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Sershon v. Industrial Com.





Appeal from the Circuit Court of Cook County; the Hon. Edward Healy, Judge, presiding.


William Sershon, claimant, has appealed to this court pursuant to our Rule 302(a) (58 Ill.2d R. 302(a)) to review a decision of the circuit court of Cook County in a workmen's compensation case. The arbitrator found that the claimant had failed to prove that he sustained accidental injuries arising out of and in the course of his employment. The Industrial Commission affirmed the arbitrator's determination, and the circuit court of Cook County confirmed the decision of the Industrial Commission.

Claimant testified before the arbitrator that he was employed by M.P.L., Inc., as a supervisor of a shipping and receiving department. He had been working for that company for about two weeks. He reported to work at 7 a.m. on Monday, March 13, 1972. At some time between 8 a.m. and 9 a.m. he left his desk to ride an elevator to a lower floor.

Claimant stated that he reached up to close an overhead elevator door and slipped as he started to close it. He testified that he stretched himself out of shape as he reached back up again, and that he felt chest pains at that time. Approximately one half hour later, the chest pains increased when claimant attempted to clear a box of tubing from an aisle.

After informing his superior of the chest pains, claimant reported to the company physician, Dr. Jacobs, who told him to go to the Bethany Methodist Hospital to have an electrocardiogram. He returned to work for about a half hour and then went home for a short time before proceeding to the hospital. Claimant testified that he collapsed in the emergency room almost immediately upon arrival. He was taken to the intensive care unit and remained in the hospital for 28 days. The final diagnosis was that claimant had a myocardial infarction.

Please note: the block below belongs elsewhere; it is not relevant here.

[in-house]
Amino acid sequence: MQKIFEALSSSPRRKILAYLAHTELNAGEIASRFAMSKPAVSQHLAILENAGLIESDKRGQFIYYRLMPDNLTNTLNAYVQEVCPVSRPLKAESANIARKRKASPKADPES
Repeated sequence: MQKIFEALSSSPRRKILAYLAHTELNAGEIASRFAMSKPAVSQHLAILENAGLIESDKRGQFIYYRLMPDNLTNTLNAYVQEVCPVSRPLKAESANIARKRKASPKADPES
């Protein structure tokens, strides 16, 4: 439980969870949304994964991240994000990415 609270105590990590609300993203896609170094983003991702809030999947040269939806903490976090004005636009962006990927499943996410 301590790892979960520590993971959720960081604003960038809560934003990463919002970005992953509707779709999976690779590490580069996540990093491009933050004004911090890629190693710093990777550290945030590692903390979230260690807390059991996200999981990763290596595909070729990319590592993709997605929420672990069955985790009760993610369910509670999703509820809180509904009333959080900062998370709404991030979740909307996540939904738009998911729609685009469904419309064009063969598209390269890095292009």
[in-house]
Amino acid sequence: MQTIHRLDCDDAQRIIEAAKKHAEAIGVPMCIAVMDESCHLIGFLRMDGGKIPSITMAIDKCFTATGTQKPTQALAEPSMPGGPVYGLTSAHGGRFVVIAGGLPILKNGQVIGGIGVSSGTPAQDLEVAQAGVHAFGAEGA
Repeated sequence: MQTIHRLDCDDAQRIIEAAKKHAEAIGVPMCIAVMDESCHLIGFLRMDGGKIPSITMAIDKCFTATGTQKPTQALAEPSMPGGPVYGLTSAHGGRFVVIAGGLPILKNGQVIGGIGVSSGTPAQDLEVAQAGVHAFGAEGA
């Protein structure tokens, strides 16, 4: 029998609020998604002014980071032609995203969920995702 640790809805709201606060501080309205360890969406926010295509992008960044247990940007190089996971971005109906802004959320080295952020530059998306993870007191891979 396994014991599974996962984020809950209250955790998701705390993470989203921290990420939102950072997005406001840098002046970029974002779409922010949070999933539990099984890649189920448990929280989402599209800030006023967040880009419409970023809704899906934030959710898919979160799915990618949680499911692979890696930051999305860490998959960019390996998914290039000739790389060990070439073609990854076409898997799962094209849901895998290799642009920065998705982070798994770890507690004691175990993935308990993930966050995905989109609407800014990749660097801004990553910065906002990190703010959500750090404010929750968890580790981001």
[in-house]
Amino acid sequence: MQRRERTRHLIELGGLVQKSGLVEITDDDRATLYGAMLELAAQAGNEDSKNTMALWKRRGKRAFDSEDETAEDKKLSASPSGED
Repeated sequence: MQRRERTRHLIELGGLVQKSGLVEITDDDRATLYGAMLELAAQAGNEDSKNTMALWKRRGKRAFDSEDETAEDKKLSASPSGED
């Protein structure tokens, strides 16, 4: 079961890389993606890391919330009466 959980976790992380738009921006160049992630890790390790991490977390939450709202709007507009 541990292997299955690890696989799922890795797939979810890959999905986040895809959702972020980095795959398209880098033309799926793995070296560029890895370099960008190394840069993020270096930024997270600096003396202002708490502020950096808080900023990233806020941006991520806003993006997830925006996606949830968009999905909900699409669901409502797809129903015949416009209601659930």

Dr. John Moran, who examined claimant approximately nine months after his collapse, testified for the claimant. His examination revealed that claimant's heart was "stiffer than normal" and that "certain pressures in the heart were abnormally elevated." Tests also showed abnormal cholesterol and abnormal blood glucose. He testified that "the exercise electrocardiogram was grossly abnormal. * * * It showed that in exercise Mr. Sershon developed signs of heart injury." Dr. Moran further testified that this condition was of a permanent nature, though on cross-examination he stated that the myocardial infarction had healed. In response to an "academic question," Dr. Moran stated that myocardial infarction can be aggravated by strain.

Claimant also placed the entire hospital record into evidence. These records conflicted with his own testimony on an important point. Claimant testified that the chest pains did not begin until after the incident on the morning of March 13. The hospital records, however, indicate that the pains began on Sunday, March 12. This information appears in the emergency room report and in a patient history prepared by Dr. Jacobs, the treating physician. Both reports state that the pain was "described as chest tightening." Claimant denied that he had given such information to anyone either before or after his admittance to the hospital. He did testify, however, that he had been to the zoo with his family on March 12 and that he had been "horsing around" and "running around."